Freese, D et al. (2012): Investigations of artificial sediments from two deep-sea in situ recolonization experiments deployed for one year at the central HAUSGARTEN station IV during ARK-XIX/3c. doi:10.1594/PANGAEA.785298, Supplement to:Freese, Daniela; Schewe, Ingo; Kanzog, Corinna; Soltwedel, Thomas; Klages, Michael (2012): Recolonisation of new habitats by meiobenthic organisms in the deep Arctic Ocean: an experimental approach. Polar Biology, 35(12), 1801-1813, doi:10.1007/s00300-012-1223-2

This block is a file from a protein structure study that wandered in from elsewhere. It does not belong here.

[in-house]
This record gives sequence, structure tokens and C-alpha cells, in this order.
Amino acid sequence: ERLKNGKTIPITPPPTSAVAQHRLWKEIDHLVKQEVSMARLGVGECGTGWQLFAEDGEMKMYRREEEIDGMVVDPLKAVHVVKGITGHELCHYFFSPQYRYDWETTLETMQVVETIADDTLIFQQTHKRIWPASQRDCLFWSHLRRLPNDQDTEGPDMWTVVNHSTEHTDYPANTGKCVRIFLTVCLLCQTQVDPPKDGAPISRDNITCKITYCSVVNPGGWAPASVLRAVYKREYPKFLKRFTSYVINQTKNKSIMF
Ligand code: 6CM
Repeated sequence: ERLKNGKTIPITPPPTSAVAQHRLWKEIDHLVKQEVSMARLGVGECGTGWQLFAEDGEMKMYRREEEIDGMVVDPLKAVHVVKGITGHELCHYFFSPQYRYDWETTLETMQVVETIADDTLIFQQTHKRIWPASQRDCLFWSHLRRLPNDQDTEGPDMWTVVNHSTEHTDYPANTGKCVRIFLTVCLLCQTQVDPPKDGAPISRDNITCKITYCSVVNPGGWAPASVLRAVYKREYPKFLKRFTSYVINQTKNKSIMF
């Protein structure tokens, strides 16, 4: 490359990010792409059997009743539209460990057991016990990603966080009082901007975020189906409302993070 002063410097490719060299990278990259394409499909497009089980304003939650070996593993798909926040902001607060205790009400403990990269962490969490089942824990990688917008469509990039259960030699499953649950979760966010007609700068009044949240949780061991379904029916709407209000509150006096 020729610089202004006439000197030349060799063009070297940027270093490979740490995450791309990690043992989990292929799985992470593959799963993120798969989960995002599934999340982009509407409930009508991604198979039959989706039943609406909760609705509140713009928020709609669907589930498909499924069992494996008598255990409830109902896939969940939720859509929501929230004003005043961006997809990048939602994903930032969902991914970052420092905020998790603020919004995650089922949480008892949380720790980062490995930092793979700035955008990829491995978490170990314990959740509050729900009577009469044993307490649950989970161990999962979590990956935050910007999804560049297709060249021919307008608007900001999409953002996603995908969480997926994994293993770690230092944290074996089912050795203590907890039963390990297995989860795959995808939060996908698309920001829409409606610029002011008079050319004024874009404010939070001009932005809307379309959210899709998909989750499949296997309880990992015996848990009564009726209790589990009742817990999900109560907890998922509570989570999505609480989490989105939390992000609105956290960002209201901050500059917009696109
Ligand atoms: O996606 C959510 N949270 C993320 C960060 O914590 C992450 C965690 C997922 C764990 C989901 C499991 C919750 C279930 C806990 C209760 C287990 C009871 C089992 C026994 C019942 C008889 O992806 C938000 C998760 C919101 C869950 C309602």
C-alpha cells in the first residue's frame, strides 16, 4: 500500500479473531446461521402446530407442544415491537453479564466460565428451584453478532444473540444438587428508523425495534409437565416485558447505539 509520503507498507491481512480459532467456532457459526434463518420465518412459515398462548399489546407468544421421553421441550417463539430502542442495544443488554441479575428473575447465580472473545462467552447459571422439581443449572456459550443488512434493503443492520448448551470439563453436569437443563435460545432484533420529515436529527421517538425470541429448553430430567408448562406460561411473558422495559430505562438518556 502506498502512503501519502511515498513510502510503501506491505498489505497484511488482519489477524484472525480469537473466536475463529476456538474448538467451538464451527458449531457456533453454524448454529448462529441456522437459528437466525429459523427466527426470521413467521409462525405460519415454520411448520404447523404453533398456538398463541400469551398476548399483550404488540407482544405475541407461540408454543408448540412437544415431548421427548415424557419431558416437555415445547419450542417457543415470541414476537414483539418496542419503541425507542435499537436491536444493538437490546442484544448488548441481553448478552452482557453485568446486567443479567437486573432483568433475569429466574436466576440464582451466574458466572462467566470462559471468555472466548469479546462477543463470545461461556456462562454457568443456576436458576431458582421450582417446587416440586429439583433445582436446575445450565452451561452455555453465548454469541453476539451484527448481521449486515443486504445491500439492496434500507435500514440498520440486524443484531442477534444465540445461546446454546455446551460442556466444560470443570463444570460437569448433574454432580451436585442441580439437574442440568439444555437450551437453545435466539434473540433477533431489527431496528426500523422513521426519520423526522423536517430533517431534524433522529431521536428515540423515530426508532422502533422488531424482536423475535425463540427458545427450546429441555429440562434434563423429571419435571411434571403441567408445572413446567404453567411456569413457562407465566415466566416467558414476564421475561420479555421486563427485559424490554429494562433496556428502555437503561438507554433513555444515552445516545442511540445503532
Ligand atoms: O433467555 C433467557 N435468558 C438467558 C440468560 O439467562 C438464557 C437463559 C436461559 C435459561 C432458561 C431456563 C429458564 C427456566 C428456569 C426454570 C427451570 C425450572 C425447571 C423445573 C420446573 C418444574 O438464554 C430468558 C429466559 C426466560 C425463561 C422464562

Commercial exploitation and abrupt changes of the natural conditions may have severe impacts on the Arctic deep-sea ecosystem. The present recolonisation experiment mimicked a situation after a catastrophic disturbance (e.g. by turbidites caused by destabilized continental slopes after methane hydrate decomposition) and investigated if the recolonisation of a deep-sea habitat by meiobenthic organisms is fostered by variations innutrition and/or sediment structure. Two "Sediment Tray Free Vehicles" were deployed for one year in summer 2003 at 2500 m water depth in the Arctic deep-sea in the eastern Fram Strait. The recolonisation trays were filled with different artificial and natural sediment types (glass beads, sand, sediment mixture, pure deep-sea sediment) and were enriched with various types of food (algae, yeast, fish). After one year, meiobenthos abundances and various sediment related environmental parameters were investigated. Foraminifera were generally the most successful group: they dominated all treatments and accounted for about 87% of the total meiobenthos. Colonizing meiobenthos specimens were generally smaller compared to those in the surrounding deep-sea sediment, suggesting an active recolonisation by juveniles. Although experimental treatments with fine-grained, algae-enriched sediment showed abundances closest to natural conditions, the results suggest that food availability was the main determining factor for a successful recolonisation by meiobenthos and the structure of recolonised sediments was shown to have a subordinate influence.